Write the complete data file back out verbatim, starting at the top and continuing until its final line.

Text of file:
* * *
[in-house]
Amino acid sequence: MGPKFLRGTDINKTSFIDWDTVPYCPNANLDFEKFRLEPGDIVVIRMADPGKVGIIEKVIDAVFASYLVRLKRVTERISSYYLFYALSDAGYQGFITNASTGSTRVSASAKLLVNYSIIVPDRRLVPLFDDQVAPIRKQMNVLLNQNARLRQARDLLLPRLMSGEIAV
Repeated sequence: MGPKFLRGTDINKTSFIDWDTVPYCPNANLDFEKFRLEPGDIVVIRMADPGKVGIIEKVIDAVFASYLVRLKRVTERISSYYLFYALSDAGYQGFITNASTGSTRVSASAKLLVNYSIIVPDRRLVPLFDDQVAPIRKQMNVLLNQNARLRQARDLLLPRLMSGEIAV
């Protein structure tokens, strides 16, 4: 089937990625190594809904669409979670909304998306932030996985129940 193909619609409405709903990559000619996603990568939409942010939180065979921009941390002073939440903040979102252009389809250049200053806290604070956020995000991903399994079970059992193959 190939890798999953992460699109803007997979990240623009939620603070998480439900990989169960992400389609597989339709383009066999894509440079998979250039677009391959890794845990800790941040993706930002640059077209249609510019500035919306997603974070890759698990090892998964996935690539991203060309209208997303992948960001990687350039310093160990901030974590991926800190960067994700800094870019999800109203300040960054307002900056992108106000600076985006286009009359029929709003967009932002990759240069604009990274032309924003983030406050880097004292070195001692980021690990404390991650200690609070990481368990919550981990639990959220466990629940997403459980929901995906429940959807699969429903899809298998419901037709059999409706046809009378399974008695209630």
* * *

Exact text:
[in-house]
Amino acid sequence: MGPKFLRGTDINKTSFIDWDTVPYCPNANLDFEKFRLEPGDIVVIRMADPGKVGIIEKVIDAVFASYLVRLKRVTERISSYYLFYALSDAGYQGFITNASTGSTRVSASAKLLVNYSIIVPDRRLVPLFDDQVAPIRKQMNVLLNQNARLRQARDLLLPRLMSGEIAV
Repeated sequence: MGPKFLRGTDINKTSFIDWDTVPYCPNANLDFEKFRLEPGDIVVIRMADPGKVGIIEKVIDAVFASYLVRLKRVTERISSYYLFYALSDAGYQGFITNASTGSTRVSASAKLLVNYSIIVPDRRLVPLFDDQVAPIRKQMNVLLNQNARLRQARDLLLPRLMSGEIAV
């Protein structure tokens, strides 16, 4: 089937990625190594809904669409979670909304998306932030996985129940 193909619609409405709903990559000619996603990568939409942010939180065979921009941390002073939440903040979102252009389809250049200053806290604070956020995000991903399994079970059992193959 190939890798999953992460699109803007997979990240623009939620603070998480439900990989169960992400389609597989339709383009066999894509440079998979250039677009391959890794845990800790941040993706930002640059077209249609510019500035919306997603974070890759698990090892998964996935690539991203060309209208997303992948960001990687350039310093160990901030974590991926800190960067994700800094870019999800109203300040960054307002900056992108106000600076985006286009009359029929709003967009932002990759240069604009990274032309924003983030406050880097004292070195001692980021690990404390991650200690609070990481368990919550981990639990959220466990629940997403459980929901995906429940959807699969429903899809298998419901037709059999409706046809009378399974008695209630």